Hawaiian Islands – Aloha!
Travel Tale No. 1 - Vol. 6
We spent our honeymoon in the Hawaiian Islands, and have been back twice since then as there is so much to see and do in one of the most beautiful places on earth.
Oahu - Honolulu
Eight million people visit the Hawaiian Islands every year dropping 323.9 million dollars into their economy, so naturally they say “aloha” to welcome the tourists.
On my trip to Hawaii last week, I found Waikiki Beach on Oahu unbearably crowded and could not find a small bit of sand to place my towel. The surf was rough and the ocean had small rocks on the bottom so you could not just walk into it, you either had to dive in or wear rubber slippers. But shopping around Waikiki is terrific, especially if you are looking for bargains on pearls.
We took the tour of Pearl Harbor and viewed exhibits and films of the attack on December 7, 1941, and later, a short ferry ride to the SS Arizona battleship memorial, all of which was quite impressive. For a nostalgic step back into the 1940’s you can visit the “Mighty Mo” battleship. On the windward side of Oahu there is the picturesque city of Kialona, which was the first city to be attacked by the Japanese.
You can also explore the Byodo Temple located in the Koolau mountain range. Travel north to Kahuku then on to the North Shore shrimp farms to enjoy some locally-farmed fresh shrimp.
Visit the extinct volcano at Diamond Head Crater, the famous Halona Blowhole, and Koko Head, and also Makapu’u lookout panoramic views, and former war temple Hanauma Bay, and Pali lookout high in the Koolau Mountains. Don’t miss the Dole Pineapple Pavilion for good shopping.
Explore the Valley of the Rainbows and Lyon Arboretum, a rainforest paradise with 5000 plant species, and see rare and endangered native Hawaiian plants and the largest collection of palm trees on earth. You can also drive to the Onomea Drive to Akaka Falls and Rainbow Falls for some breathtaking scenery.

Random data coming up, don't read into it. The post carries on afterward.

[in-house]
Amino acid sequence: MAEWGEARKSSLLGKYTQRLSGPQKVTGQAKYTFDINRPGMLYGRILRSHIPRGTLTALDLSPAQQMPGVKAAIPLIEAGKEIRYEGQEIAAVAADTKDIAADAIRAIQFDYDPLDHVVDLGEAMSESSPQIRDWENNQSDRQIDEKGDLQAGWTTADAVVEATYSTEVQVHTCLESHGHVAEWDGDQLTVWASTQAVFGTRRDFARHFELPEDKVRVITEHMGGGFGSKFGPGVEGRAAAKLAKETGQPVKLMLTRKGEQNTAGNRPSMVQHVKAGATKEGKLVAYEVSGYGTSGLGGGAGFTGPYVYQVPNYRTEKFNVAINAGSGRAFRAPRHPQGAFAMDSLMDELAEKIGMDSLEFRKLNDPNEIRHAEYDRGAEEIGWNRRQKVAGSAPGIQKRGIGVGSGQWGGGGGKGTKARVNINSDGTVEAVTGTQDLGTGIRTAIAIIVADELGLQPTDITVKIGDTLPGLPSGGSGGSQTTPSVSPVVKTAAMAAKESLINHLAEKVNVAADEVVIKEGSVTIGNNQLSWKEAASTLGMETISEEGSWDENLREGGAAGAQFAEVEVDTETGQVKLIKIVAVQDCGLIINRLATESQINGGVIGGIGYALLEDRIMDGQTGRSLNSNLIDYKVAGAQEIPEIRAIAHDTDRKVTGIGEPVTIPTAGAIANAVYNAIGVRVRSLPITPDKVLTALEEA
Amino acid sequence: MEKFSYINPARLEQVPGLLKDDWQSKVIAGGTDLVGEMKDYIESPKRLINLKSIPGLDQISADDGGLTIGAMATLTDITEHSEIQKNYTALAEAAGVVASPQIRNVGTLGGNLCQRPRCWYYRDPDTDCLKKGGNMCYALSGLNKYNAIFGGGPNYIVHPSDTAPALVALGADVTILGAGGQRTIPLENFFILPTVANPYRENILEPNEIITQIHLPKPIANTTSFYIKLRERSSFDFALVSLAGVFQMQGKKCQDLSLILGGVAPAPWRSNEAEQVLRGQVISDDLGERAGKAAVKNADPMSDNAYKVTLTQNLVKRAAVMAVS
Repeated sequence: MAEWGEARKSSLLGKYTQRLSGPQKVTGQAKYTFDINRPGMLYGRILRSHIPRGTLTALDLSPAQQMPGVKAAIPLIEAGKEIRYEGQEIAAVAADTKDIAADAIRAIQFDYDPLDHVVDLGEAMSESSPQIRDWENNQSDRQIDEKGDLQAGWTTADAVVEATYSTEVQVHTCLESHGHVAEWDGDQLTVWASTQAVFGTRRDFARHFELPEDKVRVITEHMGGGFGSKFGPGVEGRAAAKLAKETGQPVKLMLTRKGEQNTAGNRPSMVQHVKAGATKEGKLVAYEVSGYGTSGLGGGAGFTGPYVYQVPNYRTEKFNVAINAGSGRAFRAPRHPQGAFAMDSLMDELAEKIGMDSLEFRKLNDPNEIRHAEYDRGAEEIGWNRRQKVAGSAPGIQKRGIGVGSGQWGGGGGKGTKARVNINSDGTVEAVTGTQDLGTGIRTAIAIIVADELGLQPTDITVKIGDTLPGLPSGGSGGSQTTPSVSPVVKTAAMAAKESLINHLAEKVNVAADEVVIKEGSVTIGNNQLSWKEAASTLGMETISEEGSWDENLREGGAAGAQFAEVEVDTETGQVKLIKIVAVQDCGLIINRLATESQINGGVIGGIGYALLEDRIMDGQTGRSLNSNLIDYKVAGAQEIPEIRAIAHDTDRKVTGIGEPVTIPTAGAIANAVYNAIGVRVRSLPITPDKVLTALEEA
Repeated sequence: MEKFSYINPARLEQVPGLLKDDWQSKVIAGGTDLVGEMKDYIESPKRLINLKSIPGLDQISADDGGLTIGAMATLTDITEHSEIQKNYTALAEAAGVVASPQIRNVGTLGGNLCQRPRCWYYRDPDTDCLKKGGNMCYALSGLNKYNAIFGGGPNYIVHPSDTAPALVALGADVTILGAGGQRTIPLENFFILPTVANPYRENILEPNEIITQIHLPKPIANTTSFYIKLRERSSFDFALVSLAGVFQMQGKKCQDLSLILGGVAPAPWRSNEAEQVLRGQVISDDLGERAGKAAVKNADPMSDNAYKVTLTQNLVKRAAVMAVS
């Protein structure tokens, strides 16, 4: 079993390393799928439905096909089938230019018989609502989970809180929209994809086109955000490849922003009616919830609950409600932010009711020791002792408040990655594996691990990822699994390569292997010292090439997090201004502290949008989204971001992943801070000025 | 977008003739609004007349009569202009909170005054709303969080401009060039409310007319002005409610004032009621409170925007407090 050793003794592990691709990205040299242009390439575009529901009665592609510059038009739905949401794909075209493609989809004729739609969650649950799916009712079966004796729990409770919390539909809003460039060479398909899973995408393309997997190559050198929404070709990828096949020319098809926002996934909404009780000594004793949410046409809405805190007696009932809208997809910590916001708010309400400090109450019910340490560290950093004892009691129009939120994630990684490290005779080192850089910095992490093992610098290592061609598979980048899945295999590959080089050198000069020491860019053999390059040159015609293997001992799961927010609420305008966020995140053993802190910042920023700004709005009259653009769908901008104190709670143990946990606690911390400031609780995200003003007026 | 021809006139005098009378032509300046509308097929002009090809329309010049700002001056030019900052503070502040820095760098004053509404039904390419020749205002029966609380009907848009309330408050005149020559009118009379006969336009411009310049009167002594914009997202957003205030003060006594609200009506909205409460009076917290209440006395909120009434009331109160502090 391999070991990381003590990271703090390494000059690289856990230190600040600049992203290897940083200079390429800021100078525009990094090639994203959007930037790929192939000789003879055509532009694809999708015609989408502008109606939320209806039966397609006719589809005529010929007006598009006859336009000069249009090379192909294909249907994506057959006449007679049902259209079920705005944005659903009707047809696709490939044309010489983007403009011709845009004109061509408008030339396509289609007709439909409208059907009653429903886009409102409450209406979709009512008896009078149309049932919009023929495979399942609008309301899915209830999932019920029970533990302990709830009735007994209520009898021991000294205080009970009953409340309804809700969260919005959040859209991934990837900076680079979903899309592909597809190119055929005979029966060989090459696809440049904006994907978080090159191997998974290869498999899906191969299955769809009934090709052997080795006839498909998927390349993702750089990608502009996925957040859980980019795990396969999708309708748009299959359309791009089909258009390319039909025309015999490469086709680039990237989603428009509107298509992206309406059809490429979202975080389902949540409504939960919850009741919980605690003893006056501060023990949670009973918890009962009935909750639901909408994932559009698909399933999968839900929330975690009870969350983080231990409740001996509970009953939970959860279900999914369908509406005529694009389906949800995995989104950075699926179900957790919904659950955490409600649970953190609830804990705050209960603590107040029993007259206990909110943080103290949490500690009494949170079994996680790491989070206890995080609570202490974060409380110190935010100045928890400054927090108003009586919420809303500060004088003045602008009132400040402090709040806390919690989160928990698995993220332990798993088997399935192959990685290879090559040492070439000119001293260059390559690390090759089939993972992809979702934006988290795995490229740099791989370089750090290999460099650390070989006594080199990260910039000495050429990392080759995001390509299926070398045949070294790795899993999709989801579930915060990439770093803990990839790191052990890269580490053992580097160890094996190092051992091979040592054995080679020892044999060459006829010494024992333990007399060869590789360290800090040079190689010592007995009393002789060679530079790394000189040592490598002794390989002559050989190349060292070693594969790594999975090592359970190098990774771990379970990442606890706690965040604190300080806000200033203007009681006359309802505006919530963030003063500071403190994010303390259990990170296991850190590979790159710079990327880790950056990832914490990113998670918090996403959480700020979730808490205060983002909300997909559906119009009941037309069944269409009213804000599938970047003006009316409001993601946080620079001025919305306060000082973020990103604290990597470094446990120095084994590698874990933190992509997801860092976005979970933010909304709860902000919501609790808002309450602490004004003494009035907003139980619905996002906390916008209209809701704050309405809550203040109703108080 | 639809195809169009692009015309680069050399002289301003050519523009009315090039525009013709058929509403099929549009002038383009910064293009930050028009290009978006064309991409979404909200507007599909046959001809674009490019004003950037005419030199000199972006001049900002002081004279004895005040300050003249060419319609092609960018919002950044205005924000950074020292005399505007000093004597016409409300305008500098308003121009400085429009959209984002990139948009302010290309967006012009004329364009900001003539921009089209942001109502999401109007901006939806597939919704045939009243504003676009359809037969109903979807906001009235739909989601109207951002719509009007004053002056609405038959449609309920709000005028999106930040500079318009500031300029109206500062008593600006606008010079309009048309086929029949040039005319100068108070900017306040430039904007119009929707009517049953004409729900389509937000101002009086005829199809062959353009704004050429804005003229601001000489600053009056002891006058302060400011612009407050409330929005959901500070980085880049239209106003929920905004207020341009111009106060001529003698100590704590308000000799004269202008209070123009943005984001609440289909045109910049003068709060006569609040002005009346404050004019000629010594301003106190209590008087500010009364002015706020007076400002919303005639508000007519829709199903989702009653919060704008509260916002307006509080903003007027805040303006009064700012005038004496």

For a quieter vacation, I prefer Kauai. The beaches are more inviting and the Marriott resort is first class, but pricey.
Hawaii – “Big Island” – Hilo & Kona
At the royal Kona coffee store enjoy a sampling of the delicious coffee, (but expensive at about $40 or more per pound.) See Kona’s painted church known for its dramatic murals, then off to Place of Refuge National Historic Park, featuring displays of Hawaiian artifacts. For the really adventurous, travel by Atlantis submarine and dive 100 feet to explore 25-acres of coral reef gardens to see the 18,000 year old lava flow as featured in National Geographic.
Some tourists like to take a helicopter ride for about $450.00 an hour, to photograph the active Kilauea Volcano and watch the lava flow and see black sand beeches. Or, you can drive to Volcanoes National Park and stop at the Jaggar Museum, then ride along the Crater Rim Drive.
Go see the Grove Farm sugar plantation. At the Kilohana plantation, jump aboard the narrow-gauge railway passing through 100 acres of orchards. Or, take a riverboat on a peaceful stretch of water to enjoy the tropical surroundings.
Then visit Opaekaa Falls.
Mauia – Lahaina
For a lot of fun I suggest visiting Hilo Hattie, where they greet you at the door with a seashell necklace and you get to pick an oyster for nothing. I got two pink pearls in my oyster and two white pearls in another, which I had made into earrings and a ring. The oysters are free, the gold settings are more expensive but great fun! They have a very large selection of sea shells, mumus, candy, coffee, pearls and Hawaiian shirts.
Also, go to Hana, situated in an isolated region between the slopes of Haleakala Crater and the Pacific Ocean, which is a beautiful scenic drive. Enjoy rugged coastlines and sweeping ocean vistas to the Seven Sacred Pools, Wailua Falls; and visit the grave of Charles Lindbergh.
There is also lots to do such as snorkeling, scuba, fishing, boating, swimming, dancing, drinking mai tais, and sleeping in the shade of a banyan tree. Aloha!
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